One of the nice things about the holiday period is an opportunity to catch up on your reading. Over the weekend, I was reading “The Most Powerful Idea in the World; a story of steam, industry, and inventions” by William Rosen. The book is basically about the invention of the steam engine and steam powered locomotive. Early in the book, Rosen talks about an economic historian named Abbott Payson Usher. Usher wrote a book in 1929 called “The History of Mechanical Inventions”. In this book, Usher documents ways in which humanity has engaged in a continuous process of improving life by inventing.
To Usher, every invention inevitably followed a four-step sequence.
1. Awareness of an unfilled need
2. Recognition of something contradictory or absent in attempts to meet the need, which Usher called an “incomplete pattern”;
3. An all-at-once insight about that pattern; and
4. A process of “critical revision” during which the insight is tested, refined and perfected
Rosen goes on to say “the inventors of the steam engine… created a perpetual innovation machine, in which each new invention sparked the creation of a newer one…”
We live today in the perpetual innovation era. This innovation era is intellectually easy for us to grasp, but still difficult for us to exploit. However, as we implement our innovations, looking at Usher’s 4 steps, can provide some insights and guidance.
Is it better to Ask Forgiveness than Ask Permission?
I was at a SCORE meeting yesterday. One of the members, who is part of the marketing committee, had a great idea that would simplify and enhance the customer acquisition process.
Now the marketing committee has the authorization and the funds to make the change. SCORE is a group of experienced business people who have run successful enterprises. But, making a decision can still be problematic. Instead of being encouraged to execute his improvement, it was suggested that he talk to 4 more different organizations.
While we articulate risk and innovation, in many situations, people just are not sure. While it is important to ask, “what can go wrong?”, a question that should accompany that thought is “what is really the impact, if there is an issue?”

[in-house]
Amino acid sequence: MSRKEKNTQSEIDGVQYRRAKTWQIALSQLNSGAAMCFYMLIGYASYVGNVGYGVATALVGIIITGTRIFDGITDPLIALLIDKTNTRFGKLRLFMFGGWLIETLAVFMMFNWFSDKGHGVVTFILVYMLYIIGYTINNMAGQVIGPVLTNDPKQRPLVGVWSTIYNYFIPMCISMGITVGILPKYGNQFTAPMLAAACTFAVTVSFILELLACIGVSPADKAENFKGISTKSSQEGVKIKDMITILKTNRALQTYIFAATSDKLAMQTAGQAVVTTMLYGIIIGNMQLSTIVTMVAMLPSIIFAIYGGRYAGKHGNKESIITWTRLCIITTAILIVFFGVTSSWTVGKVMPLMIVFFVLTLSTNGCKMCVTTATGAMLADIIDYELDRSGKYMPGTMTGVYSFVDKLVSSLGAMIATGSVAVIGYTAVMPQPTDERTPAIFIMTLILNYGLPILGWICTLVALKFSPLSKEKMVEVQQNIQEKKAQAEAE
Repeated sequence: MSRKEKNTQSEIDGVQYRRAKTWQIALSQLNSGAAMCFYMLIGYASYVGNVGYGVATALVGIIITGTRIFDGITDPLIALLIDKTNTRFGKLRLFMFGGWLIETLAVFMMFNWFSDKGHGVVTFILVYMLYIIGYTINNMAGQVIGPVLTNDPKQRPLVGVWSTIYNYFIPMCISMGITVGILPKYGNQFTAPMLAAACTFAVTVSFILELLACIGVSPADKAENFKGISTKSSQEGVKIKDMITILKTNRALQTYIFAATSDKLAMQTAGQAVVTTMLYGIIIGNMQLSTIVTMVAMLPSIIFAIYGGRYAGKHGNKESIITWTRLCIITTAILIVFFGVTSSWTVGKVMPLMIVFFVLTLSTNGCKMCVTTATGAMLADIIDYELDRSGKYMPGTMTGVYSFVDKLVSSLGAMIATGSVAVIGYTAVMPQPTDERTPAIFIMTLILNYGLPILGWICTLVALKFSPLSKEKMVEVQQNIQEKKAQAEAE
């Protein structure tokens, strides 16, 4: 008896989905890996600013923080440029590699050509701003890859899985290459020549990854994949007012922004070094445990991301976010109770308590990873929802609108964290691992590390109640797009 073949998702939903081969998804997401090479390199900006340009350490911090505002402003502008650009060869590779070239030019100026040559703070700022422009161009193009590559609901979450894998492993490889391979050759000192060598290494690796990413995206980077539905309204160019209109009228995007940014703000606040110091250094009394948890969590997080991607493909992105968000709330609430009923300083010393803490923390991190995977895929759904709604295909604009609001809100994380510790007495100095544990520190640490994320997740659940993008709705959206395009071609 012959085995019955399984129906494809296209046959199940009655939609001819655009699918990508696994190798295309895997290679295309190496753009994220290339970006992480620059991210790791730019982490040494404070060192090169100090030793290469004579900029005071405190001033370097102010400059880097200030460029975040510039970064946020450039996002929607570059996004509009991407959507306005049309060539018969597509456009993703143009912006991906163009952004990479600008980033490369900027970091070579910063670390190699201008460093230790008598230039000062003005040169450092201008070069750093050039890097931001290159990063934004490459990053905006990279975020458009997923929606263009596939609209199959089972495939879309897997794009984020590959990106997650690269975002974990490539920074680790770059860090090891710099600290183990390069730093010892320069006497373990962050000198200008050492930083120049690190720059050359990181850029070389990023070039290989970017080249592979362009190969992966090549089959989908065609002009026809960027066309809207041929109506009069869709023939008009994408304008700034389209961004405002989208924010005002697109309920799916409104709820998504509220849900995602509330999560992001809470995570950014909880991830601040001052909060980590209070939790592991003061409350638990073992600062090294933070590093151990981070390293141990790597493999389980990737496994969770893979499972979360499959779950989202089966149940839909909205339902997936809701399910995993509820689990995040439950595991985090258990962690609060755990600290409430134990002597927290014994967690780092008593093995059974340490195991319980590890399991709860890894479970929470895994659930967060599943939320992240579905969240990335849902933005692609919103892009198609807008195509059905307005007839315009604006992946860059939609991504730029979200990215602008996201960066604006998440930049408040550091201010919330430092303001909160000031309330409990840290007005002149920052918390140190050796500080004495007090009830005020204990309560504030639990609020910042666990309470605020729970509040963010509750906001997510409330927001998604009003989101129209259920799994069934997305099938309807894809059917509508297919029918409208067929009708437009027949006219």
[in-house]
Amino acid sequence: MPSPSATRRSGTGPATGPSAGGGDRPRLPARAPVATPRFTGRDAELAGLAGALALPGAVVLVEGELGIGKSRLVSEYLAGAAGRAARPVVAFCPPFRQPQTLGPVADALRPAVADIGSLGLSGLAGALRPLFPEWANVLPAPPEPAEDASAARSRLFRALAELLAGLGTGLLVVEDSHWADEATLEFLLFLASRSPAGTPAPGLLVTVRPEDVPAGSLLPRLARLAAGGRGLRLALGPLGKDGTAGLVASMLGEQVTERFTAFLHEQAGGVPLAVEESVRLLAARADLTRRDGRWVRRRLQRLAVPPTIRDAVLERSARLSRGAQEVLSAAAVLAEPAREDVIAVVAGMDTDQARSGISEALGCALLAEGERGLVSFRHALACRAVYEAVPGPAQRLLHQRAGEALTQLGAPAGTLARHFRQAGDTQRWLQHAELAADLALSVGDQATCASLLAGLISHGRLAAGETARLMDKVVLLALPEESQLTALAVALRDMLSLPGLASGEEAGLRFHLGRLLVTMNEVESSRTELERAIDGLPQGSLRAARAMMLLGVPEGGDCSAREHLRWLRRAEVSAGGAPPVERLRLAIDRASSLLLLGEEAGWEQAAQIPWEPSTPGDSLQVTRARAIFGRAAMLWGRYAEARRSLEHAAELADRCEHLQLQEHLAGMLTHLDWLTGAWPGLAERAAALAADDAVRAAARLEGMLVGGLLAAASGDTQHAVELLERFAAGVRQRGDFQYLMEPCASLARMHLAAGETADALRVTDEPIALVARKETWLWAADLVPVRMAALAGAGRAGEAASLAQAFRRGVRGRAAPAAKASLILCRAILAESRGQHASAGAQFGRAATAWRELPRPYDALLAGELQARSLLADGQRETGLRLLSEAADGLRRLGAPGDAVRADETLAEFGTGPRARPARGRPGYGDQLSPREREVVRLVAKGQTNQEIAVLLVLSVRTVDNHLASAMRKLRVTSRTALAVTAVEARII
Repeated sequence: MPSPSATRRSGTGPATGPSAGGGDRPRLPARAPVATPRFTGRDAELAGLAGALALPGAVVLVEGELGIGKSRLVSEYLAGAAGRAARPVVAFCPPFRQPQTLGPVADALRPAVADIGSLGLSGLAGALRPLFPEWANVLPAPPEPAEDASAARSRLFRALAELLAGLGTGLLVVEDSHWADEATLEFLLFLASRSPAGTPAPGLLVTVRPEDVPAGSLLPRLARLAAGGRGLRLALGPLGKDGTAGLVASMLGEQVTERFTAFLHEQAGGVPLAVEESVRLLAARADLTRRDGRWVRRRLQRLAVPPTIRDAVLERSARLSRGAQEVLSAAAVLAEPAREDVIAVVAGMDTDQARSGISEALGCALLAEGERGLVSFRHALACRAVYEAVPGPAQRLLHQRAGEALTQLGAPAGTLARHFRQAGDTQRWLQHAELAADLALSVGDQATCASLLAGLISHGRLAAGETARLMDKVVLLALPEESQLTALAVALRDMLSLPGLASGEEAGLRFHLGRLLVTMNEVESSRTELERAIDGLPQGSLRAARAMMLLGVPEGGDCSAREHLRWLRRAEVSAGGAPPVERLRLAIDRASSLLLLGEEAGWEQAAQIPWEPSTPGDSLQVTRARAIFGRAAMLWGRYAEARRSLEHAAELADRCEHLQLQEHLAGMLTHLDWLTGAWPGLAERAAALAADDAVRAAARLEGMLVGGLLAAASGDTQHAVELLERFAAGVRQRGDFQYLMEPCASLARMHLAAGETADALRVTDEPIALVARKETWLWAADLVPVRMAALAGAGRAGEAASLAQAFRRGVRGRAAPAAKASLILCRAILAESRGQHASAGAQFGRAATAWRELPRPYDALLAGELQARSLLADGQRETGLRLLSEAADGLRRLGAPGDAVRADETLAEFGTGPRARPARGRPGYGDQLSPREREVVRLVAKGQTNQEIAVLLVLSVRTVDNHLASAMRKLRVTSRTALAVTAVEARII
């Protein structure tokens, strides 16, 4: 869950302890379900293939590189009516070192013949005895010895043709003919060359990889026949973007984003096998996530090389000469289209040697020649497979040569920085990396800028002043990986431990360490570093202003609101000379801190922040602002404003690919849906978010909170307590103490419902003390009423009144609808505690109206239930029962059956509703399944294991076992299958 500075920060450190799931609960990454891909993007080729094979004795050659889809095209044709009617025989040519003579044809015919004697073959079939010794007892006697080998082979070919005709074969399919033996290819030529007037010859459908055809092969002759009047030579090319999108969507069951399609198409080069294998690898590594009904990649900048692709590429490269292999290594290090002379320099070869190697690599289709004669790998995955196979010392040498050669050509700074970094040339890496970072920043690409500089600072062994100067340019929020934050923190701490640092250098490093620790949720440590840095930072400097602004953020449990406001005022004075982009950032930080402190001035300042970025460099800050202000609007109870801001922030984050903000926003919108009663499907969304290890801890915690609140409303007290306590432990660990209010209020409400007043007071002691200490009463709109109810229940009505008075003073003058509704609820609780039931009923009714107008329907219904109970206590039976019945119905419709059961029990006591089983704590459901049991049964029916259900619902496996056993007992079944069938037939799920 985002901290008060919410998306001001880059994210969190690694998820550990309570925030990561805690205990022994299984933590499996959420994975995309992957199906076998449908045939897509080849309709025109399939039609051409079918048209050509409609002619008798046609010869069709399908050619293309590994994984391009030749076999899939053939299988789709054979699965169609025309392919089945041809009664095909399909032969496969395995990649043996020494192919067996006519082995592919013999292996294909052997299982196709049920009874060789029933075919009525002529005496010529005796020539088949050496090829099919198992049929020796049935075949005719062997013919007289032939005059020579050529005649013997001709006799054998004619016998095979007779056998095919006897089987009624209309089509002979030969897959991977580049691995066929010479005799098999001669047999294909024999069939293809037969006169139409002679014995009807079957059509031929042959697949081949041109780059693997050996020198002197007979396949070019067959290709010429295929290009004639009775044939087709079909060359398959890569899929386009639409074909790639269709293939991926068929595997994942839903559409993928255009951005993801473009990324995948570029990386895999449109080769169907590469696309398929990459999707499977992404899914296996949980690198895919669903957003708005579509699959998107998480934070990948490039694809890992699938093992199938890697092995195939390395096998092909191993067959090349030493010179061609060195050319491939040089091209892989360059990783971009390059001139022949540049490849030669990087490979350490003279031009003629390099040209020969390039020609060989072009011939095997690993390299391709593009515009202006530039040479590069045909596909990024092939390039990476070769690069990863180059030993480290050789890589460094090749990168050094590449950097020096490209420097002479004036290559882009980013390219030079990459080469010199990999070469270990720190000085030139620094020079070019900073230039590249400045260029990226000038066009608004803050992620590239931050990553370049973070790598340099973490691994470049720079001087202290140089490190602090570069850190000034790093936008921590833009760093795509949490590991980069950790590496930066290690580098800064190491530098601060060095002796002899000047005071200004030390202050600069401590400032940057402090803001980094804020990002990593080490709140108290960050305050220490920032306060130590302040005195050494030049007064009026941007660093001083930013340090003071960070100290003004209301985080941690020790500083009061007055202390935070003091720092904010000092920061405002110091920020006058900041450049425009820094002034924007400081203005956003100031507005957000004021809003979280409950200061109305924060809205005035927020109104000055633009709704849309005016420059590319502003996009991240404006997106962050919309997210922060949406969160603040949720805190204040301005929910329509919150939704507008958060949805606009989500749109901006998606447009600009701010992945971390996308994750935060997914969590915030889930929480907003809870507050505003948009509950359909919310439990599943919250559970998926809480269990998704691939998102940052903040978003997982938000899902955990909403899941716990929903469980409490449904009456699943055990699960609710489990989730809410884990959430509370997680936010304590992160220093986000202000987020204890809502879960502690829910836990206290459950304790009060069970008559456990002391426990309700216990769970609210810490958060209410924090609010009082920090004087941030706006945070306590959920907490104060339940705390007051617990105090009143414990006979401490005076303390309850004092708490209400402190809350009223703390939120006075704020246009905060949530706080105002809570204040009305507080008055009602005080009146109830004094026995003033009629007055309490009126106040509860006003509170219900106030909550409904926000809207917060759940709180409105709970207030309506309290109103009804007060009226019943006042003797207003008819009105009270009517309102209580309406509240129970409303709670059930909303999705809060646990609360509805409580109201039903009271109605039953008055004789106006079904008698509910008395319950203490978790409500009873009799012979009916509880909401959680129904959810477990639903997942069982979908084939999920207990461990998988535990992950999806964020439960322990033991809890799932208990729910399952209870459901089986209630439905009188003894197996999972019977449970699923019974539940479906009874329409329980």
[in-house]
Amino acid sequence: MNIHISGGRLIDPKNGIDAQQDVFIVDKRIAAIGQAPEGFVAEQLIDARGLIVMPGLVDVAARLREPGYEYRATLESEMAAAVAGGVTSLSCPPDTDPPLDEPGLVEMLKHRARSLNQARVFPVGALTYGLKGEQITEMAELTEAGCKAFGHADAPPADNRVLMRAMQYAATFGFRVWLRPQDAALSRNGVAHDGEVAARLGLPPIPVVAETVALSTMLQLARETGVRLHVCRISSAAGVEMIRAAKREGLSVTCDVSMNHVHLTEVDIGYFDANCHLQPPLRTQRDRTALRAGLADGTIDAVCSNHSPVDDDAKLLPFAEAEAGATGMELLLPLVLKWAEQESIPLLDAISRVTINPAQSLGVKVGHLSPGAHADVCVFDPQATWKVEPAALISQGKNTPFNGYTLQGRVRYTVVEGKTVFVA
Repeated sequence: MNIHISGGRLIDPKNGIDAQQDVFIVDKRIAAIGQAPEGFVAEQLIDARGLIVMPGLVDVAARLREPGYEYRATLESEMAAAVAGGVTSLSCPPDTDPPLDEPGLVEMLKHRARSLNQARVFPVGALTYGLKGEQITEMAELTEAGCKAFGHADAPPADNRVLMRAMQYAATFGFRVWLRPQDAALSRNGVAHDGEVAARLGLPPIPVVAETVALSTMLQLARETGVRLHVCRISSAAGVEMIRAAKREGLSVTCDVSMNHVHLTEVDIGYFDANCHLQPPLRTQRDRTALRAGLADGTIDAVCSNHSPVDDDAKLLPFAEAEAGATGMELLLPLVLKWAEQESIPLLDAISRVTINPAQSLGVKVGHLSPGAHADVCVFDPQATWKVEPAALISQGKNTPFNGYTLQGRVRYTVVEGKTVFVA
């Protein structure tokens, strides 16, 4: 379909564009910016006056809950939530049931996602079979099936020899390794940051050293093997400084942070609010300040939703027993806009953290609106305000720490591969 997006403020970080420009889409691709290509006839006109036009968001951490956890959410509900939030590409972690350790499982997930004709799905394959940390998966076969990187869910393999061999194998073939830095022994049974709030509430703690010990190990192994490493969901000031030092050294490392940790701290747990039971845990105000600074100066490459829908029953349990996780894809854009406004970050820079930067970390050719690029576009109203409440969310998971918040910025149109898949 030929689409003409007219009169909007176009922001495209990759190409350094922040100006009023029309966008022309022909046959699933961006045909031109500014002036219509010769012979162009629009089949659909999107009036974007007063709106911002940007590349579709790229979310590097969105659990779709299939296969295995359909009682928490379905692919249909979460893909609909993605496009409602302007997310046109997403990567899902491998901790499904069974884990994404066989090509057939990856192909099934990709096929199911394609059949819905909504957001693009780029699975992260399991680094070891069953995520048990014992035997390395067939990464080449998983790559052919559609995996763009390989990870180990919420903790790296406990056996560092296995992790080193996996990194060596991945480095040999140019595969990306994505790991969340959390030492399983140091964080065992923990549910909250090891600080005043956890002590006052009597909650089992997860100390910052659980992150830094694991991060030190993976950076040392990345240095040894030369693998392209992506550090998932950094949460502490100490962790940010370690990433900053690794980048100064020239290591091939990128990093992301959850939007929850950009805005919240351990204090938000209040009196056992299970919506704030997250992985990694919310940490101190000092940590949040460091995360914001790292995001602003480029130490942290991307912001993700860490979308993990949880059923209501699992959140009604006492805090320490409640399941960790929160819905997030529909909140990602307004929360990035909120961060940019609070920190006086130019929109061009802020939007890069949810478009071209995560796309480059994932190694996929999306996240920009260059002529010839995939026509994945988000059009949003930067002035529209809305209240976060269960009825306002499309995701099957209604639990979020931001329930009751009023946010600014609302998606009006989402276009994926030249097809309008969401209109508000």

In many cases, the information that comes from the “doing” is more valuable than the time and effort spent on gathering information and asking permission.
What makes an expert?
We did an interview last week Nick Farina Sr. He is a communications expert who has worked in media and in business. Nick Sr. suggests that a small company can create differentiation through thought leadership. By noting issues in your industry, and suggesting solutions, an entrepreneur can establish a presence beyond the size of his company.
We work with many companies who are looking to better utilize the internet to grow their businesses. The discussion about Search Optimized Video (SOV) sometimes creates a broader dialogue around their internet presence.
If you are in the process of updating your website, here are two suggestions:
First, make a list of the top 15 or 20 questions that your customers or prospects are asking you. Additionally, think about 2 or 3 questions that they should be asking you… and are not. We use these questions to create short video segments, but you can use them in developing your web content. Look at these questions in the context of your website. Are the answers on your website? Are the questions on your website?